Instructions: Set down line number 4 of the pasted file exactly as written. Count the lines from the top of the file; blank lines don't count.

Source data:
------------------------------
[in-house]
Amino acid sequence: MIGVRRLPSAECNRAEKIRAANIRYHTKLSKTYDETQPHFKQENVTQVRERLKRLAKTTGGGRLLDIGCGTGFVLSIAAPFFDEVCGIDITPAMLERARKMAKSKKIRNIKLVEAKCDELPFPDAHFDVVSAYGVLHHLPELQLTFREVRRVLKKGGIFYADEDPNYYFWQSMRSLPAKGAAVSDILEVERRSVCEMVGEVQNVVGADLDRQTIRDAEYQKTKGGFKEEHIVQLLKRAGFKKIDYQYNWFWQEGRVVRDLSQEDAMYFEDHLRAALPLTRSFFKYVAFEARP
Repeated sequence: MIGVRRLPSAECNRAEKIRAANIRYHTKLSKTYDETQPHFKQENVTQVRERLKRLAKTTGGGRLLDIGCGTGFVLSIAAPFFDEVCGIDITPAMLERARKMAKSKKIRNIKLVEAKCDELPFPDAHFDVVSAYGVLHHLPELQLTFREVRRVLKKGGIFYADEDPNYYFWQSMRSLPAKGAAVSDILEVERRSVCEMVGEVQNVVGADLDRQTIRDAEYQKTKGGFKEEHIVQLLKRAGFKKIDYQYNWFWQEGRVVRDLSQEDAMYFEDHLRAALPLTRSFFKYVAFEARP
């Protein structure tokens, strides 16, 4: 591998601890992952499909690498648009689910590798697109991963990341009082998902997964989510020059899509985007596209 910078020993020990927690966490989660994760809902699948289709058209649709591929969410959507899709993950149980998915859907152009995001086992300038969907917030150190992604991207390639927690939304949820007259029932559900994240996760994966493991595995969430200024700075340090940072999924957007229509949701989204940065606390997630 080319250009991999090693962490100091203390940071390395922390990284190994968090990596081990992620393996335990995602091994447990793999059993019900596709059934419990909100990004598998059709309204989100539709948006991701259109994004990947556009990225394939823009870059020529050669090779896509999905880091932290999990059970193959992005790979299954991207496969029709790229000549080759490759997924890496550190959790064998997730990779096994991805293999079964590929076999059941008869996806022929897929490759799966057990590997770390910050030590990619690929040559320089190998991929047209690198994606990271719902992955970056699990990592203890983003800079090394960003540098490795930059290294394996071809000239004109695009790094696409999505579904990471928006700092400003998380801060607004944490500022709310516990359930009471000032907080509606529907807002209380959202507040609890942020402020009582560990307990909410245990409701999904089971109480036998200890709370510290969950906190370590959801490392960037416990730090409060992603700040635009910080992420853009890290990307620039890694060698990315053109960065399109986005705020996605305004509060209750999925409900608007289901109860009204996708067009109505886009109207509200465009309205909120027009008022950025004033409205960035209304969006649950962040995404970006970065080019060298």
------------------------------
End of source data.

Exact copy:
């Protein structure tokens, strides 16, 4: 591998601890992952499909690498648009689910590798697109991963990341009082998902997964989510020059899509985007596209 910078020993020990927690966490989660994760809902699948289709058209649709591929969410959507899709993950149980998915859907152009995001086992300038969907917030150190992604991207390639927690939304949820007259029932559900994240996760994966493991595995969430200024700075340090940072999924957007229509949701989204940065606390997630 080319250009991999090693962490100091203390940071390395922390990284190994968090990596081990992620393996335990995602091994447990793999059993019900596709059934419990909100990004598998059709309204989100539709948006991701259109994004990947556009990225394939823009870059020529050669090779896509999905880091932290999990059970193959992005790979299954991207496969029709790229000549080759490759997924890496550190959790064998997730990779096994991805293999079964590929076999059941008869996806022929897929490759799966057990590997770390910050030590990619690929040559320089190998991929047209690198994606990271719902992955970056699990990592203890983003800079090394960003540098490795930059290294394996071809000239004109695009790094696409999505579904990471928006700092400003998380801060607004944490500022709310516990359930009471000032907080509606529907807002209380959202507040609890942020402020009582560990307990909410245990409701999904089971109480036998200890709370510290969950906190370590959801490392960037416990730090409060992603700040635009910080992420853009890290990307620039890694060698990315053109960065399109986005705020996605305004509060209750999925409900608007289901109860009204996708067009109505886009109207509200465009309205909120027009008022950025004033409205960035209304969006649950962040995404970006970065080019060298």